The solemn recognition of the sanctity of this good and faithful servant, whom God Our Lord chose as a herald of the universal call to holiness and apostolate in the ordinary circumstances of life, is an invitation to all Catholics to meet God in the fulfillment of their own family, professional and social duties.
The canonization of Josemaría Escrivá is, without doubt, a gift for the whole world, because we will always be in need of intercessors before the throne of God. It also provides a new reason for confidence among the lay faithful, who see reaffirmed once more their high calling as God’s children in Jesus Christ, called to be perfect as their heavenly Father is perfect (cf. Mt 5:48), in the ordinary circumstances of life. As Your Holiness wrote in the Apostolic Letter Novo Millennio Ineunte: “Now is the time to propose once again to all, with conviction, this ‘high standard’ of the ordinary Christian life” (NMI 31). St. Josemaría Escrivá was ahead of his time, reminding us of the universal call to holiness and apostolate which the Second Vatican Council was to proclaim with such force. He not only spread this teaching throughout the world, reinforced by the example of his cheerful and persevering ascetical struggle, but also opened up within the Church, by God’s will, a way of sanctification “as old and as new as the Gospels,” another eloquent sign of God’s mercy toward men and an efficacious instrument in the service of the Church’s salvific mission.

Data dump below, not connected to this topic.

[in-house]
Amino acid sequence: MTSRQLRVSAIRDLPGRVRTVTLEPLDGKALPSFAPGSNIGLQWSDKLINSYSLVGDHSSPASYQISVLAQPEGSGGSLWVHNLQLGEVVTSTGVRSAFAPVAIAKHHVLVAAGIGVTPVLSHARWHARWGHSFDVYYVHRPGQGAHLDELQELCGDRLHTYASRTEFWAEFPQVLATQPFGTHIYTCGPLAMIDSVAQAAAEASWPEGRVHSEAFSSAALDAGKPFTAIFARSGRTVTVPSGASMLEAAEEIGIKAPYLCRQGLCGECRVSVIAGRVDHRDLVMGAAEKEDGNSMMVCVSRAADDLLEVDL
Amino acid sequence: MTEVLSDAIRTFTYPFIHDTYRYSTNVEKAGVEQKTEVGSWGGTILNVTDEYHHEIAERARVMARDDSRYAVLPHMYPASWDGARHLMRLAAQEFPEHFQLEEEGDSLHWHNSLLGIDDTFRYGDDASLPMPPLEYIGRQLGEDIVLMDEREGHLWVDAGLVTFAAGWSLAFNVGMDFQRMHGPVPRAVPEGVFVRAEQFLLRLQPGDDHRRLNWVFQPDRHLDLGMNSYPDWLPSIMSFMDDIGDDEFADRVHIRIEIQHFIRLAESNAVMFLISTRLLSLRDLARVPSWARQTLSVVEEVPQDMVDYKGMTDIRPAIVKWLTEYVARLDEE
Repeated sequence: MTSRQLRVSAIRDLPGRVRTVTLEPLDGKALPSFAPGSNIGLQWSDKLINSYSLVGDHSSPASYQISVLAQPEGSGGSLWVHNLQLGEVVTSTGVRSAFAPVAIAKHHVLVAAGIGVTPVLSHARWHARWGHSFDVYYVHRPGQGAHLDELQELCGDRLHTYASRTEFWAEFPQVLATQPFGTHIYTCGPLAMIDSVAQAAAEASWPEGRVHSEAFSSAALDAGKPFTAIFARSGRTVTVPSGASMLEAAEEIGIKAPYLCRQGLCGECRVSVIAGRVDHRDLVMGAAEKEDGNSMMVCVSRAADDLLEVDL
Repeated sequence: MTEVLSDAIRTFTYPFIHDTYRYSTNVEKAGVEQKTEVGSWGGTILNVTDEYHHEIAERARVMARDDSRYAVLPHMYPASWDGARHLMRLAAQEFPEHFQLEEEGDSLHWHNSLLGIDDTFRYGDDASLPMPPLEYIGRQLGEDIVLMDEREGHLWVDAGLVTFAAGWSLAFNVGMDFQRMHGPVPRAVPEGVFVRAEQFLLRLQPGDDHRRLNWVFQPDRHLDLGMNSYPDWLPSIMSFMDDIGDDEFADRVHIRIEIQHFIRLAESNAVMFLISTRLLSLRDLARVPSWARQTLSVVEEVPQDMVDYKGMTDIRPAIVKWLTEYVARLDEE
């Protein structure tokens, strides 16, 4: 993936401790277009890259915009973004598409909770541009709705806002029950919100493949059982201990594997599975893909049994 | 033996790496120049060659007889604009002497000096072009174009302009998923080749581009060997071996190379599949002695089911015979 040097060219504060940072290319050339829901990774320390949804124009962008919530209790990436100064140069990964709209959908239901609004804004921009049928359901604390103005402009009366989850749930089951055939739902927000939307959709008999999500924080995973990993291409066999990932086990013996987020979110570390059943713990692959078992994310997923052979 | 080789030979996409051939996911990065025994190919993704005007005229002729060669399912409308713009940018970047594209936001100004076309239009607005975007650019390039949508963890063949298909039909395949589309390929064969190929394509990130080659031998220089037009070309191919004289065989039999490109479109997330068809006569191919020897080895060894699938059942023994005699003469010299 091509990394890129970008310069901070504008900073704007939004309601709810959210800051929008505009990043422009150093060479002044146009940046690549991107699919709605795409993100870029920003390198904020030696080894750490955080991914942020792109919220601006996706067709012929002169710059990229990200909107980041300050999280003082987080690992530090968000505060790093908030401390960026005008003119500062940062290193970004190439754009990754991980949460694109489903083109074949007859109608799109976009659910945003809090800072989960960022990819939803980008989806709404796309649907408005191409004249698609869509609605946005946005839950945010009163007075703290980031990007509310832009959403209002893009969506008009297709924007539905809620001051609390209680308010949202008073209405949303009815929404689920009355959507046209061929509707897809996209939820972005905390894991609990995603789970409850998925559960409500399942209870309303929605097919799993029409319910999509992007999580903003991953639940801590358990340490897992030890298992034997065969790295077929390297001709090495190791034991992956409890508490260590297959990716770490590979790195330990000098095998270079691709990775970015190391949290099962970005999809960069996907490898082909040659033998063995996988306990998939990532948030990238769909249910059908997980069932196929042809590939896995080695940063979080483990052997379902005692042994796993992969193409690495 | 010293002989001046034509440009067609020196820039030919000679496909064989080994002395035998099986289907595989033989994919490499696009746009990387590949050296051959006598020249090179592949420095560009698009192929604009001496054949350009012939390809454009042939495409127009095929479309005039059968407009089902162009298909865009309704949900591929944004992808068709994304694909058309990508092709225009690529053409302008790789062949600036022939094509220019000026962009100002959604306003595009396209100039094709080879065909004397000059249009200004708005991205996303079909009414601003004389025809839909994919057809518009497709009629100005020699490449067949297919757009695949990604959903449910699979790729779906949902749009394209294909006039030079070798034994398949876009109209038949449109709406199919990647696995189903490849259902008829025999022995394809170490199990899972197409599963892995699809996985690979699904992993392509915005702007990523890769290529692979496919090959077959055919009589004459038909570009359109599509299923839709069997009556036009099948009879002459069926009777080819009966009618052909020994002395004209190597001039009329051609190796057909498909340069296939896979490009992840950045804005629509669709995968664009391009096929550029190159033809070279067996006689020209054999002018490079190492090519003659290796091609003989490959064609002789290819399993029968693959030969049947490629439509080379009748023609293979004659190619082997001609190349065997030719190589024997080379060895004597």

Millions of people, Holy Father, are rejoicing today all over the world, both within and without the visible walls of the Church. Indeed, many non-Catholics and non-Christians admire Josemaría Escrivá and have recourse to his teachings as a source of inspiration for their own conduct and for their professional and social activity. These people too have received encouragement in their efforts to improve our world, beset by injustice and, at the same time, hungry for understanding and peace.